Still, the fifty-one-year-old detective shuddered to think what his wife would say if she found out he was eating between meals — especially ‘outside’ food that had not been prepared by her own hands (or at least by one of the servants).

Keeping this in mind, he was careful not to get any incriminating grease spots on his clothes. And once he had finished his snack and disposed of the takeaway box, he washed the chutney off his hands and checked beneath his manicured nails and between his teeth for any tell-tale residue. Finally he popped some sonf into his mouth to freshen his breath.

All the while, Puri kept an eye on the house across the way and the street below.

By Delhi standards, it was a quiet and exceptionally clean residential street. Defence Colony’s elitist, upper middle-class residences — army officers, doctors, engineers, babus and the occasional press-wallah — had ensured that their gated community remained free of industry, commerce and the usual human detritus. Residents could take a walk through the well-swept streets or idle in the communal gardens without fear of being hassled by disfigured beggars . . . or having to negotiate their way around arc welders soldering lengths of metal on the pavements . . . or halal butchers slaughtering chickens.

Most of the families in Defence Colony were Punjabi and had arrived in New Delhi as refugees following the catastrophic partition of the Indian subcontinent in 1947. As their affluence and numbers had grown over the decades, they had built cubist cement villas surrounded by high perimeter walls and imposing wrought iron gates.

Each of these mini-fiefdoms employed an entire company of servants. The residents of number 76, D Block, the house that Puri was watching, retained the services of no fewer than seven full-time people — two drivers, a cook, a cleaner-cum-laundry-maid, a bearer and two security guards. Three of these employees were ‘live-in’ and shared the barsaati on the roof. The overnight security guard slept in the sentry box positioned outside the front gate, though, strictly speaking, he really wasn’t meant to.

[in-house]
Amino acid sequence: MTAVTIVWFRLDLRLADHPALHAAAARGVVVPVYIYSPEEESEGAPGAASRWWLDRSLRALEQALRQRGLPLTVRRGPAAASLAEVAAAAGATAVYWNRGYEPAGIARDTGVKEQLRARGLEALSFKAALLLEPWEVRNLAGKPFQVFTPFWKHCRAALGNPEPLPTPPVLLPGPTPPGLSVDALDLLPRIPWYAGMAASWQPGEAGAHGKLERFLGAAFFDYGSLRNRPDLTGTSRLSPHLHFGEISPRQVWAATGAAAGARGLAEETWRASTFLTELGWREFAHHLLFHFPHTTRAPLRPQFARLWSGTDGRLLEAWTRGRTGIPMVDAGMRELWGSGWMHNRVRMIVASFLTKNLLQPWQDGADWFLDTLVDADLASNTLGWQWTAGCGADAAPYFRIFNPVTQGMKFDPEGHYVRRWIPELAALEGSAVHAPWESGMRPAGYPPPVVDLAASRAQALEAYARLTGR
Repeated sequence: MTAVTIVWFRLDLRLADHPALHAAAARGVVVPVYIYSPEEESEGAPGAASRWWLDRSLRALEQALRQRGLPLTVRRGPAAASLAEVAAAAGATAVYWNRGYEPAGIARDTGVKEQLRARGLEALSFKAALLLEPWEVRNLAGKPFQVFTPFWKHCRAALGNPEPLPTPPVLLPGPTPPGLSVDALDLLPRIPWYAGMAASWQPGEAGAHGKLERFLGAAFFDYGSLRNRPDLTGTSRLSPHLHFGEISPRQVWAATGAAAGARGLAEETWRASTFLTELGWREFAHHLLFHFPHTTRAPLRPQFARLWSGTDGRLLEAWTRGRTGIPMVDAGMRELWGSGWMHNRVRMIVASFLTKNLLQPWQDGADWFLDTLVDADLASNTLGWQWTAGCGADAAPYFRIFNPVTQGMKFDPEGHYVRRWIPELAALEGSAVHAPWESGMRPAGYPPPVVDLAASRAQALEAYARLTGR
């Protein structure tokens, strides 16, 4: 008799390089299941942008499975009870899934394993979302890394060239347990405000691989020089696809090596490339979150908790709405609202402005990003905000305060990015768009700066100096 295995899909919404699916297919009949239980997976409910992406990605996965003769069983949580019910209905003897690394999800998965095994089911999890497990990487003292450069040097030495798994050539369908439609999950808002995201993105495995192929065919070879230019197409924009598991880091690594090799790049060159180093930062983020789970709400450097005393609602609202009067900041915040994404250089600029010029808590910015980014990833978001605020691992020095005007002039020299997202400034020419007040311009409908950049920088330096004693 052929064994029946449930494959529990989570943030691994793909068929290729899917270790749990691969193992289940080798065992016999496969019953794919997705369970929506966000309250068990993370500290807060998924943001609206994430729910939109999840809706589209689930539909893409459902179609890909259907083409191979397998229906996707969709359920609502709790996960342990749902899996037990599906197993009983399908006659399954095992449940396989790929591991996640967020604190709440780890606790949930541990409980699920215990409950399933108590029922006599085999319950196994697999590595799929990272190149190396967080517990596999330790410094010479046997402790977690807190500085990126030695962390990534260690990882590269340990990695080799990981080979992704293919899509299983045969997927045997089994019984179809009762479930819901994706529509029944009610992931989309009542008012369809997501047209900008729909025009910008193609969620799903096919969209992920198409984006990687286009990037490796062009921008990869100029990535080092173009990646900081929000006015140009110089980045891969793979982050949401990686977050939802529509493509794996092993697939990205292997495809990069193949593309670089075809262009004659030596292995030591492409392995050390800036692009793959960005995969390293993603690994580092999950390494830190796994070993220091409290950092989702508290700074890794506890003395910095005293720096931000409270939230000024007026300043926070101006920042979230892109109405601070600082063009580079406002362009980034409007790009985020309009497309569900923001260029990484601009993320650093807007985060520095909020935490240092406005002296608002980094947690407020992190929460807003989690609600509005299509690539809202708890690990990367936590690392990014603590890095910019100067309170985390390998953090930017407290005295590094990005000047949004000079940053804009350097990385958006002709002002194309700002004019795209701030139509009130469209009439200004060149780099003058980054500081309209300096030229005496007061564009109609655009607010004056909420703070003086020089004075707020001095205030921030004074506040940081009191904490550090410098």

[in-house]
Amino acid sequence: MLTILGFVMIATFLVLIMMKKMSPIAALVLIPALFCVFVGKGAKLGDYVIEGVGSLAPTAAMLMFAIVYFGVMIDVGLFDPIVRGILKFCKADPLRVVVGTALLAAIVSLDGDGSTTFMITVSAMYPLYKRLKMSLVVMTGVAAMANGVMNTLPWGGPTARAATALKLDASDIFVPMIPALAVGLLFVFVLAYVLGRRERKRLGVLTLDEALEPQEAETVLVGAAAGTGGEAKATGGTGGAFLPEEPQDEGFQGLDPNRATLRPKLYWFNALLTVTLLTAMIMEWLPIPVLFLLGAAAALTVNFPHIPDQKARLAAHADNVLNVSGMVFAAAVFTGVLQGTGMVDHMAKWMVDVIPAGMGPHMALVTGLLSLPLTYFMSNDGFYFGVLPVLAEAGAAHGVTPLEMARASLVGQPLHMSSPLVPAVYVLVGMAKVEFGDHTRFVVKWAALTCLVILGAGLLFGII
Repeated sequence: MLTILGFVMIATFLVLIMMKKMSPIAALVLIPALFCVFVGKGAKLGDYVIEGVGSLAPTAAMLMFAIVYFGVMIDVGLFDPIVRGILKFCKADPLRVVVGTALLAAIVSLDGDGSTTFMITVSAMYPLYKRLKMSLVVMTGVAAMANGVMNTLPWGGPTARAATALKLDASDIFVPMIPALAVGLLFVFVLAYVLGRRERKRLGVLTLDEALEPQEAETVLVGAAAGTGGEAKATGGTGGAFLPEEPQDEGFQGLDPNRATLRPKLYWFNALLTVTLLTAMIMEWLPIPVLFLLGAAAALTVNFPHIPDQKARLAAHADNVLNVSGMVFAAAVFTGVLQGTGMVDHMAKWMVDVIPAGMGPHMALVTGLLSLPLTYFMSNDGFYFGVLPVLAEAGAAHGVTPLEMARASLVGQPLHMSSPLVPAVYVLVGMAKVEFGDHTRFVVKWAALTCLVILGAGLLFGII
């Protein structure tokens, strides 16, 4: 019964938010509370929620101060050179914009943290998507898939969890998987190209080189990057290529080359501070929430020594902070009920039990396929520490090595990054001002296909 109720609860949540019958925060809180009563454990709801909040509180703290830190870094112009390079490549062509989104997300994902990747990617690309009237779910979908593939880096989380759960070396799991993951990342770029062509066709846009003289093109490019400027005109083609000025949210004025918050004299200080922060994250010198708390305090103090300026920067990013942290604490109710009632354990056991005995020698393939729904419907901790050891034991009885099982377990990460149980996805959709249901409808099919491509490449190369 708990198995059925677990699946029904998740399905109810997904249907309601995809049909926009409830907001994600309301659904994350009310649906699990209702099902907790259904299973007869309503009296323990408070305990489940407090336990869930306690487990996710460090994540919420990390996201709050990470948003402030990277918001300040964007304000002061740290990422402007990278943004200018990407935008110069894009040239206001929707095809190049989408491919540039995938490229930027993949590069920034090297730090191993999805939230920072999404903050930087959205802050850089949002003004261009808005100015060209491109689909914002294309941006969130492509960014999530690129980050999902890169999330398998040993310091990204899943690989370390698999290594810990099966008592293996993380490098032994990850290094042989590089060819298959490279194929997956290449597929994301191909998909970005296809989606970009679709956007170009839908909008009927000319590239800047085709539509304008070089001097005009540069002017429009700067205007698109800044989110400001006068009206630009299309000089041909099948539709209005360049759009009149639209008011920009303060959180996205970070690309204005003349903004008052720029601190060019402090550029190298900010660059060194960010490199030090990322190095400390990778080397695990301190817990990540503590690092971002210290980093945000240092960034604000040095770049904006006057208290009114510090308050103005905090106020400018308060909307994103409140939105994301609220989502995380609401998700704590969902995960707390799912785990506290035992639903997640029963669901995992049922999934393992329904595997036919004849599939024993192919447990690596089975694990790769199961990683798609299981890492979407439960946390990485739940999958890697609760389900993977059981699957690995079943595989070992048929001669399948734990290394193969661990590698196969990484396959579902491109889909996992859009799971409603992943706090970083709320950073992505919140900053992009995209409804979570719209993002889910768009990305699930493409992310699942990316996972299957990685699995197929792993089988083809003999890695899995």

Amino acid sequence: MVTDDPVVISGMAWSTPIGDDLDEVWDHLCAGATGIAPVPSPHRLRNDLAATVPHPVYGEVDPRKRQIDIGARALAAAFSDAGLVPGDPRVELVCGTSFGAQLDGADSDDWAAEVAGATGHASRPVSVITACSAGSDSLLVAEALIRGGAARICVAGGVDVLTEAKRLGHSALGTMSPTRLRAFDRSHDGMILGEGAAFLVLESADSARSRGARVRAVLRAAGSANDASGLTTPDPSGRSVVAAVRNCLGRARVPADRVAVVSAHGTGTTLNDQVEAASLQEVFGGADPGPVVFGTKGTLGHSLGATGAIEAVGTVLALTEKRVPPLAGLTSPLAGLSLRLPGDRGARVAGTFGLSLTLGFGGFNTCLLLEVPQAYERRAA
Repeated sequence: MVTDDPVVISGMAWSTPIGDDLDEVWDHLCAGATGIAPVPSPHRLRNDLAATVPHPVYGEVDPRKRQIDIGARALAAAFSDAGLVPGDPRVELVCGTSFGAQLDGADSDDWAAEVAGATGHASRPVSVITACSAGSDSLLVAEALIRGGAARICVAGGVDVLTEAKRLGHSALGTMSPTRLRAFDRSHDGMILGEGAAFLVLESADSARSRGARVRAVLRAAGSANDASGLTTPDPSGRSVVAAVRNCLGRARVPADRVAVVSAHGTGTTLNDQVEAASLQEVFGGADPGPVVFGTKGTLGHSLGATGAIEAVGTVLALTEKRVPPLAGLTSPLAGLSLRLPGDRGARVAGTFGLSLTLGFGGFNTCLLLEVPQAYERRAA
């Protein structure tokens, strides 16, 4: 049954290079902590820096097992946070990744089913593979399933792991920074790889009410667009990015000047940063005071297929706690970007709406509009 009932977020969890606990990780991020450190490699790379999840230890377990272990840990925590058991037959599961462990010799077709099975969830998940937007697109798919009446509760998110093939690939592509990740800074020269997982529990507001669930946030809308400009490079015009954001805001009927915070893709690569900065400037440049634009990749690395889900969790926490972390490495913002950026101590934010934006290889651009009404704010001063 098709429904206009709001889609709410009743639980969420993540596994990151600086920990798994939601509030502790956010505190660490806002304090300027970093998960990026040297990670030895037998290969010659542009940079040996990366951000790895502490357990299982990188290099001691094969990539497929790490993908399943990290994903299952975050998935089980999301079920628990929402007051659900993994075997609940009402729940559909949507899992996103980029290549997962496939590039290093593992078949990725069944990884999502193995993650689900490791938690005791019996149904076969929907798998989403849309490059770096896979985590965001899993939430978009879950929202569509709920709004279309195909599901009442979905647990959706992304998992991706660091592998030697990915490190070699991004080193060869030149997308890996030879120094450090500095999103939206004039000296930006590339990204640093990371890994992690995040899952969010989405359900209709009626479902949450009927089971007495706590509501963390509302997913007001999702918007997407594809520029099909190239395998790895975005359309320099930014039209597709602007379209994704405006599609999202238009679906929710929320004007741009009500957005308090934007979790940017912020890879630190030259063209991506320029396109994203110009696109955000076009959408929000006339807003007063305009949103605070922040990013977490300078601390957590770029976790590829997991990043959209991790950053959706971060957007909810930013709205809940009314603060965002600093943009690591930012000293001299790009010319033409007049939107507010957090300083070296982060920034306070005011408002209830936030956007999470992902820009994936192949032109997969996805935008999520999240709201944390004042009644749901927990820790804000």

The family also relied on a part-time dishwasher, a sweeper, a gardener and the local pressing-wallah who had a stand under the neem tree down the street where he applied a heavy iron filled with hot coals to a dizzying assortment of garments, including silk saris, cotton salwars and denim jeans.

From the vantage point in the room Puri had rented, he could see the dark-skinned cleaner-cum-laundry-maid on the roof of number 76, hanging underwear on the washing line. The mali was on the first-floor balcony watering the potted plants. The sweeper was using up gallons of precious water hosing down the marble forecourt. And, out in the street, the cook was inspecting the green chillis being sold by a local costermonger who pushed a wooden cart through the neighbourhood, periodically calling out, ‘Subzi-wallah!

Puri had positioned two of his best undercover operatives, Tubelight and Flush, down in the street.

These were not their real names, of course. Being Punjabi, the detective had nicknames for most of his employees, relatives and close friends. For example, he called his wife Rumpi; his new driver, Handbrake; and the office boy, who was extraordinarily lazy, Door Stop.